Now I know that in the Captain Underpants books, the colors of most of the characters’ clothing changed with each issue, but they stuck with specific colors throughout the film for the characters. Color can help tell a story and I notice things like how the interior of the school is a specific shade of blue so that everyone else can pop out, how the amount of color and light in the treehouse contrasts sharply against the darkness and minimal colors of Krupp’s house, etc.
But one thing bugged me for awhile–of all the colors they chose for Krupp’s design, why green for the pants of all colors? The white shirt didn’t surprise me, but the green bothered me for a bit. Then I remembered something–if you don’t remember your lessons on the color wheel from art class (or aren’t aware of this), I can explain.
Green is a complimentary color to red, which is the color of Captain Underpants’ cape. In most fiction, if red is used as a heroic color then green is usually the automatic color to represent evil (the red of Gryffindor vs the green of Slytherin, the red of Thor vs the green of Loki, etc.) instead of the other way around (the green lightsaber of a Jedi vs the red lightsaber of a Sith). Green is normally used to represent nature and creativity, but on the negative side it can represent greed and sometimes sickness. Meanwhile, the positive use of red can represent energy, royalty, heroism, etc (and of course, the negative version can represent anger, violence, etc.).
Also, the specific shade of green used for Krupp’s pants is a dark green (as best as I can remember) which contrasts greatly with the bright red of CU’s cape. Both personalities also wear white (on different halves of their body) as if to help link the two further together/provide visual contrast. It’s just that the only other major color that makes up their attire happen to contrast against each other on the color wheel. (and yes, I hear some of you complaining about how the traditional color wheel shouldn’t be the true color wheel, but I don’t want to get into an argument over this right now).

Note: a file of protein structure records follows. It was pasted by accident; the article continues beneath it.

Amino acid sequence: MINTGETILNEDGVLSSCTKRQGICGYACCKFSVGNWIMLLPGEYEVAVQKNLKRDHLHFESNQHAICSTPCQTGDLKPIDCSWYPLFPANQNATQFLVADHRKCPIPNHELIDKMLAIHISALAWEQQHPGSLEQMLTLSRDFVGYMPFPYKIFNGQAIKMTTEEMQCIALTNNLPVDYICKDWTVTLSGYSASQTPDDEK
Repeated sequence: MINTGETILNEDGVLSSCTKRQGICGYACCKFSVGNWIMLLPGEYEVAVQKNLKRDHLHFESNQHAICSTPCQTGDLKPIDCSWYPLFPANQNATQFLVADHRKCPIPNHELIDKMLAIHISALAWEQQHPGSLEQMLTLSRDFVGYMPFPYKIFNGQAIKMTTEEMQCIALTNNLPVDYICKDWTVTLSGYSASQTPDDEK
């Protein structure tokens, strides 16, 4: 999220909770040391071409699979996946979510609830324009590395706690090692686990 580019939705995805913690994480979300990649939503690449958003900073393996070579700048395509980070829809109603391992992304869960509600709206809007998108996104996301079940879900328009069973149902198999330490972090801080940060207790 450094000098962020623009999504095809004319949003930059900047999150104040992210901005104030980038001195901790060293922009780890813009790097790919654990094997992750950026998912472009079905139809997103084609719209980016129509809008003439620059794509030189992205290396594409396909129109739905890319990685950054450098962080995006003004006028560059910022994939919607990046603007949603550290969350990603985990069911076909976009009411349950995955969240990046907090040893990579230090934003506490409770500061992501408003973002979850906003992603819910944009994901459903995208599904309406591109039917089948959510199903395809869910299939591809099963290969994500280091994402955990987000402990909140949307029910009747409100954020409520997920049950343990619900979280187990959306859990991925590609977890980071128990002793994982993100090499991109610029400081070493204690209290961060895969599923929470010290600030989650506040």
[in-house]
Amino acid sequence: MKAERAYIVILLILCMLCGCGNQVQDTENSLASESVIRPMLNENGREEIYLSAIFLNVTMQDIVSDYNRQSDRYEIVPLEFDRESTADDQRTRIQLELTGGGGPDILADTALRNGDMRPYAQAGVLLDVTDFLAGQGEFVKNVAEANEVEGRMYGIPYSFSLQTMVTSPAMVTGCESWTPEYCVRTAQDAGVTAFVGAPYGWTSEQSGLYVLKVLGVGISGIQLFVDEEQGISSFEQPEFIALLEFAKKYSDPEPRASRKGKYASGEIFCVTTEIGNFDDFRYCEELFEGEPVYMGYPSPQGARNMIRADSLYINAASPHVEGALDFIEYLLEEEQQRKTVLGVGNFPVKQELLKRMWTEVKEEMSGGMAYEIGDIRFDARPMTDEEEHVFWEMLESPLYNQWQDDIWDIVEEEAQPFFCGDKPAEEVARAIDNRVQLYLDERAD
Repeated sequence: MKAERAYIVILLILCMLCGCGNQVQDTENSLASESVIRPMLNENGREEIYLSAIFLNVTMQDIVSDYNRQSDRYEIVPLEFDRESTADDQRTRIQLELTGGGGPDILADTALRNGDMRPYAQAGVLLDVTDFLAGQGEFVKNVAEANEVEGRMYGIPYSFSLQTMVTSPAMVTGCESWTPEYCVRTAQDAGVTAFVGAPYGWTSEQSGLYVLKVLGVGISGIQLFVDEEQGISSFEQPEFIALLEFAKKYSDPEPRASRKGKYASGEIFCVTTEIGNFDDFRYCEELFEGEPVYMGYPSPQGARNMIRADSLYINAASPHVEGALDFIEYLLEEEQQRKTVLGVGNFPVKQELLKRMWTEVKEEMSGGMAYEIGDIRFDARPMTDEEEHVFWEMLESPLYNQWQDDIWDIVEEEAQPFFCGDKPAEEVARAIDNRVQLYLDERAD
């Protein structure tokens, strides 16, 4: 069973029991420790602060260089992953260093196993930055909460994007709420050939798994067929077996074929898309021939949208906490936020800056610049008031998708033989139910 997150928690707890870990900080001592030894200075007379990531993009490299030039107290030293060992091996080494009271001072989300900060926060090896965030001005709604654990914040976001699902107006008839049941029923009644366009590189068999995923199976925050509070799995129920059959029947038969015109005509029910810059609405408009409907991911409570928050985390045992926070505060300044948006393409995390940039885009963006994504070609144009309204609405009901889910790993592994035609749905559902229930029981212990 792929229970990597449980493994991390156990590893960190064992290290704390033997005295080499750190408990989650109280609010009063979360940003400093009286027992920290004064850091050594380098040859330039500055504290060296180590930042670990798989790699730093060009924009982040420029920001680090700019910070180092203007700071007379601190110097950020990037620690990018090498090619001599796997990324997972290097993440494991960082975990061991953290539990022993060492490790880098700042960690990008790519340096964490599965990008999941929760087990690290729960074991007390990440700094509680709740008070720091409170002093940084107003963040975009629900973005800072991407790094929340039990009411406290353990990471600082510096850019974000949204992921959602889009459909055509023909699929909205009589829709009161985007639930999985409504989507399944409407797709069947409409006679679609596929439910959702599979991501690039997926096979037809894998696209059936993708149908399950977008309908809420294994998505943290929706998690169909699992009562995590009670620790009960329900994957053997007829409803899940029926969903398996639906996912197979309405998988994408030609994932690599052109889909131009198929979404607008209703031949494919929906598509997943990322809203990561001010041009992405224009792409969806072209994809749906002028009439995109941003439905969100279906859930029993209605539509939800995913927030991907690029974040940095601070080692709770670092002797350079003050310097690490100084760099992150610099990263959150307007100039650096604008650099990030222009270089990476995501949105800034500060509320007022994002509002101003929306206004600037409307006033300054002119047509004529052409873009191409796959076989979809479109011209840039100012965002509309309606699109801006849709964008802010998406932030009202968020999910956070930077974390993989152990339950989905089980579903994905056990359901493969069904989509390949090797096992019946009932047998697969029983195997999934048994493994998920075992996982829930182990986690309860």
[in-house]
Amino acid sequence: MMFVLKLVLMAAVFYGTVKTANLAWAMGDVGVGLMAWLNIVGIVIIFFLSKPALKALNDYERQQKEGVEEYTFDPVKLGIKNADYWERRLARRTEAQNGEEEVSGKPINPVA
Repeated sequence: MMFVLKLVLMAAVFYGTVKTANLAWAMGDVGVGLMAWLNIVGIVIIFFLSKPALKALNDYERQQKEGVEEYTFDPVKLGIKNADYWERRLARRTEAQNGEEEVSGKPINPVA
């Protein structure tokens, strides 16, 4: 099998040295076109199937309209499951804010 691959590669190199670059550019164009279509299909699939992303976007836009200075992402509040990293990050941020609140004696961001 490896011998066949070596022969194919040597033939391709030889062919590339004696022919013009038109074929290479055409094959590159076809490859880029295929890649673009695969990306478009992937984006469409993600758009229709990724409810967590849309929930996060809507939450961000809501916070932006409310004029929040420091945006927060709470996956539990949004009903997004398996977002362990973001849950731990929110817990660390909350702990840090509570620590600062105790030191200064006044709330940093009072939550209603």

The only other character who wears green throughout the entire film appears to be Harold, but that green is a brighter color, which fits the idea of green inspiring creativity. And ironically, while George’s attire is KIND OF similar to Mr. Krupp’s, his tie has the more energetic, bright colors of red and yellow, compared to the varying browns in Krupp’s tie.
And they ALL. WEAR. STRIPES. IN. THEIR. DESIGN! (Not CU, unless he’s in disguise).
So not only is Krupp visually contrasting against his counterpart in terms of color, but he also visually contrasts against George and Harold’s colors as well. I could be looking too much into this, but it’s fascinating how color was used in the film adaptation when you think about it. If a sequel comes out, I wouldn’t be surprised if the color schemes change, but it was still pretty cool for this particular film.
(ADDITIONAL NOTE: Actually, I remembered something funny in regards to character clothing with this film, and it has to do with Edith. Her dress is a sort of pinkish red with dots, right? And what’s that one joke about ‘pink goes perfect with green’ and vice versa? Also dots–who else has dots on part of his choice in clothing and shows an interest in Edith when he mets her? It adds to the idea that Edith is a good match for the two personas that share one body.)